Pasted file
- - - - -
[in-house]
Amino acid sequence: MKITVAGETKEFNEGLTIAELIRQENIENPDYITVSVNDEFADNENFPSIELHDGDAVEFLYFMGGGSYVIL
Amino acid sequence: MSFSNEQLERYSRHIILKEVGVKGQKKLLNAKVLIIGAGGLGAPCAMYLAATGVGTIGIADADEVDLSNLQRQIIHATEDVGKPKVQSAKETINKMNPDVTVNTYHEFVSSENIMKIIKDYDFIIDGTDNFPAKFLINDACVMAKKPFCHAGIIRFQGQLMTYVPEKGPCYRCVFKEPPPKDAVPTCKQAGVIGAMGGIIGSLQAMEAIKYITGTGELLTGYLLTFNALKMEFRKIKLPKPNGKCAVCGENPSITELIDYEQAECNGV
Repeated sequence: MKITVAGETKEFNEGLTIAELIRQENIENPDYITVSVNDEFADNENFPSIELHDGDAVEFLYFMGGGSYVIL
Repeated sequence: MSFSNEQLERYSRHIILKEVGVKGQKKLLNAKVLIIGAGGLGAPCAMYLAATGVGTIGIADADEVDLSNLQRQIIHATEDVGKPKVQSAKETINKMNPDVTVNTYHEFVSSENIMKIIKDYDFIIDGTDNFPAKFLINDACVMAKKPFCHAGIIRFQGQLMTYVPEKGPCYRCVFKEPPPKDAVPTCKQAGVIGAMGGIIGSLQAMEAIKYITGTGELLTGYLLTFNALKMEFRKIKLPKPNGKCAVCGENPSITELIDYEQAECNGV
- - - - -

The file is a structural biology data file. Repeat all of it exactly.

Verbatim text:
[in-house]
Amino acid sequence: MKITVAGETKEFNEGLTIAELIRQENIENPDYITVSVNDEFADNENFPSIELHDGDAVEFLYFMGGGSYVIL
Amino acid sequence: MSFSNEQLERYSRHIILKEVGVKGQKKLLNAKVLIIGAGGLGAPCAMYLAATGVGTIGIADADEVDLSNLQRQIIHATEDVGKPKVQSAKETINKMNPDVTVNTYHEFVSSENIMKIIKDYDFIIDGTDNFPAKFLINDACVMAKKPFCHAGIIRFQGQLMTYVPEKGPCYRCVFKEPPPKDAVPTCKQAGVIGAMGGIIGSLQAMEAIKYITGTGELLTGYLLTFNALKMEFRKIKLPKPNGKCAVCGENPSITELIDYEQAECNGV
Repeated sequence: MKITVAGETKEFNEGLTIAELIRQENIENPDYITVSVNDEFADNENFPSIELHDGDAVEFLYFMGGGSYVIL
Repeated sequence: MSFSNEQLERYSRHIILKEVGVKGQKKLLNAKVLIIGAGGLGAPCAMYLAATGVGTIGIADADEVDLSNLQRQIIHATEDVGKPKVQSAKETINKMNPDVTVNTYHEFVSSENIMKIIKDYDFIIDGTDNFPAKFLINDACVMAKKPFCHAGIIRFQGQLMTYVPEKGPCYRCVFKEPPPKDAVPTCKQAGVIGAMGGIIGSLQAMEAIKYITGTGELLTGYLLTFNALKMEFRKIKLPKPNGKCAVCGENPSITELIDYEQAECNGV